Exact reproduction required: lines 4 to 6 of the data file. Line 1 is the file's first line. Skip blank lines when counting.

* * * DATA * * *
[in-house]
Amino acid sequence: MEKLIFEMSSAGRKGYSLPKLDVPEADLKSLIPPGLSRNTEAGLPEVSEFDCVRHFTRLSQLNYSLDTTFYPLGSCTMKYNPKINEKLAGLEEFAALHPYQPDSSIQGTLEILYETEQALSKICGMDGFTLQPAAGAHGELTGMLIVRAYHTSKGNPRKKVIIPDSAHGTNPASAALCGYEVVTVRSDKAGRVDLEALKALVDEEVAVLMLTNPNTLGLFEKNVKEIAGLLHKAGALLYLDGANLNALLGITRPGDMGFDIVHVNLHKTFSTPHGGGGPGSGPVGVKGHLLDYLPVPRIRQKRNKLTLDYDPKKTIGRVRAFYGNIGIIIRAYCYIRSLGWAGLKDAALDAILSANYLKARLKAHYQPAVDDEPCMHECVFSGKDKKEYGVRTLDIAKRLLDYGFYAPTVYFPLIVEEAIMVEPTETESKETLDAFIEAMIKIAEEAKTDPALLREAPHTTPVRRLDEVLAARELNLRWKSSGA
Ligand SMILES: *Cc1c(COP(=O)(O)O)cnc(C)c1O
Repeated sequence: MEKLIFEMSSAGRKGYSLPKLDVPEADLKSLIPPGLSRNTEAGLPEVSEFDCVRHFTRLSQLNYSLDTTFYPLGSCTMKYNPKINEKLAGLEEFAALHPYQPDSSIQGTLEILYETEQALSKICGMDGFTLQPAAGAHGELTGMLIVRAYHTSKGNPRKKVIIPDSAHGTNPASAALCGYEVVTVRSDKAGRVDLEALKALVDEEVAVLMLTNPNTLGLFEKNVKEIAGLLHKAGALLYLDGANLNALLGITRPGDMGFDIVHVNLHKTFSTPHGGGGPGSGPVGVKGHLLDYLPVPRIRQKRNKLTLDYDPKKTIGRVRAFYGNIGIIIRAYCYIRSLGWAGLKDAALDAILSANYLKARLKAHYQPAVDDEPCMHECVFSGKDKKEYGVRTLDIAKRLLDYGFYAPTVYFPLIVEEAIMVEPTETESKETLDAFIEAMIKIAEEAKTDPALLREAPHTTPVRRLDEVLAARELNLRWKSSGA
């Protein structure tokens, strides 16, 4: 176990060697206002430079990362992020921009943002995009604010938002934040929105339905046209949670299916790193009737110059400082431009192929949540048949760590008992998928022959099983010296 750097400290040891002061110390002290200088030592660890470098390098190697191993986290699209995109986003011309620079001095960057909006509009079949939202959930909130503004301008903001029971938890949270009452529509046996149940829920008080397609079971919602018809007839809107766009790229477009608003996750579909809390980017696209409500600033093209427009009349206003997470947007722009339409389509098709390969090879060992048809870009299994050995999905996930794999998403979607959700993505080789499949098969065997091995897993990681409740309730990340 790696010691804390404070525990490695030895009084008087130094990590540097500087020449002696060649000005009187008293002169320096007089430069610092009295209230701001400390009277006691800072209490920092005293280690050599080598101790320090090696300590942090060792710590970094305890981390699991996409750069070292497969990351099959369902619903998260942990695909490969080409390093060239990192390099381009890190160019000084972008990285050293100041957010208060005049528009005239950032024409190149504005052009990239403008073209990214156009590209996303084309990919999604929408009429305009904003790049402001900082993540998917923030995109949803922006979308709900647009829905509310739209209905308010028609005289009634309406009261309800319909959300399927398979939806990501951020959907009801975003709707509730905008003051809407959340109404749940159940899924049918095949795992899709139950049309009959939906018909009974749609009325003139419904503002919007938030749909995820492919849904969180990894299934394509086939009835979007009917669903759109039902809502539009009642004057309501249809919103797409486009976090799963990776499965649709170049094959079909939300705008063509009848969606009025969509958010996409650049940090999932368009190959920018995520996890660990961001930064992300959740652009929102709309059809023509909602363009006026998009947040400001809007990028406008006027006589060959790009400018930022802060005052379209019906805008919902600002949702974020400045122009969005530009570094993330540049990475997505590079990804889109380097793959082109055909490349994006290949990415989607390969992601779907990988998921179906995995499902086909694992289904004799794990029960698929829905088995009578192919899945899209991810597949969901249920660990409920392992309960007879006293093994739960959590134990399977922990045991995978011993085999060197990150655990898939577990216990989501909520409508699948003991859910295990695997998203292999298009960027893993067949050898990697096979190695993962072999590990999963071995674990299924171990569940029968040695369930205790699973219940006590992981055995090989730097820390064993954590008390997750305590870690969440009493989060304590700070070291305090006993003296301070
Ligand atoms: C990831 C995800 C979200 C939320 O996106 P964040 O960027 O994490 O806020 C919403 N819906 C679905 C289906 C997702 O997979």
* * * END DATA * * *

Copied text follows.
Repeated sequence: MEKLIFEMSSAGRKGYSLPKLDVPEADLKSLIPPGLSRNTEAGLPEVSEFDCVRHFTRLSQLNYSLDTTFYPLGSCTMKYNPKINEKLAGLEEFAALHPYQPDSSIQGTLEILYETEQALSKICGMDGFTLQPAAGAHGELTGMLIVRAYHTSKGNPRKKVIIPDSAHGTNPASAALCGYEVVTVRSDKAGRVDLEALKALVDEEVAVLMLTNPNTLGLFEKNVKEIAGLLHKAGALLYLDGANLNALLGITRPGDMGFDIVHVNLHKTFSTPHGGGGPGSGPVGVKGHLLDYLPVPRIRQKRNKLTLDYDPKKTIGRVRAFYGNIGIIIRAYCYIRSLGWAGLKDAALDAILSANYLKARLKAHYQPAVDDEPCMHECVFSGKDKKEYGVRTLDIAKRLLDYGFYAPTVYFPLIVEEAIMVEPTETESKETLDAFIEAMIKIAEEAKTDPALLREAPHTTPVRRLDEVLAARELNLRWKSSGA
């Protein structure tokens, strides 16, 4: 176990060697206002430079990362992020921009943002995009604010938002934040929105339905046209949670299916790193009737110059400082431009192929949540048949760590008992998928022959099983010296 750097400290040891002061110390002290200088030592660890470098390098190697191993986290699209995109986003011309620079001095960057909006509009079949939202959930909130503004301008903001029971938890949270009452529509046996149940829920008080397609079971919602018809007839809107766009790229477009608003996750579909809390980017696209409500600033093209427009009349206003997470947007722009339409389509098709390969090879060992048809870009299994050995999905996930794999998403979607959700993505080789499949098969065997091995897993990681409740309730990340 790696010691804390404070525990490695030895009084008087130094990590540097500087020449002696060649000005009187008293002169320096007089430069610092009295209230701001400390009277006691800072209490920092005293280690050599080598101790320090090696300590942090060792710590970094305890981390699991996409750069070292497969990351099959369902619903998260942990695909490969080409390093060239990192390099381009890190160019000084972008990285050293100041957010208060005049528009005239950032024409190149504005052009990239403008073209990214156009590209996303084309990919999604929408009429305009904003790049402001900082993540998917923030995109949803922006979308709900647009829905509310739209209905308010028609005289009634309406009261309800319909959300399927398979939806990501951020959907009801975003709707509730905008003051809407959340109404749940159940899924049918095949795992899709139950049309009959939906018909009974749609009325003139419904503002919007938030749909995820492919849904969180990894299934394509086939009835979007009917669903759109039902809502539009009642004057309501249809919103797409486009976090799963990776499965649709170049094959079909939300705008063509009848969606009025969509958010996409650049940090999932368009190959920018995520996890660990961001930064992300959740652009929102709309059809023509909602363009006026998009947040400001809007990028406008006027006589060959790009400018930022802060005052379209019906805008919902600002949702974020400045122009969005530009570094993330540049990475997505590079990804889109380097793959082109055909490349994006290949990415989607390969992601779907990988998921179906995995499902086909694992289904004799794990029960698929829905088995009578192919899945899209991810597949969901249920660990409920392992309960007879006293093994739960959590134990399977922990045991995978011993085999060197990150655990898939577990216990989501909520409508699948003991859910295990695997998203292999298009960027893993067949050898990697096979190695993962072999590990999963071995674990299924171990569940029968040695369930205790699973219940006590992981055995090989730097820390064993954590008390997750305590870690969440009493989060304590700070070291305090006993003296301070
Ligand atoms: C990831 C995800 C979200 C939320 O996106 P964040 O960027 O994490 O806020 C919403 N819906 C679905 C289906 C997702 O997979």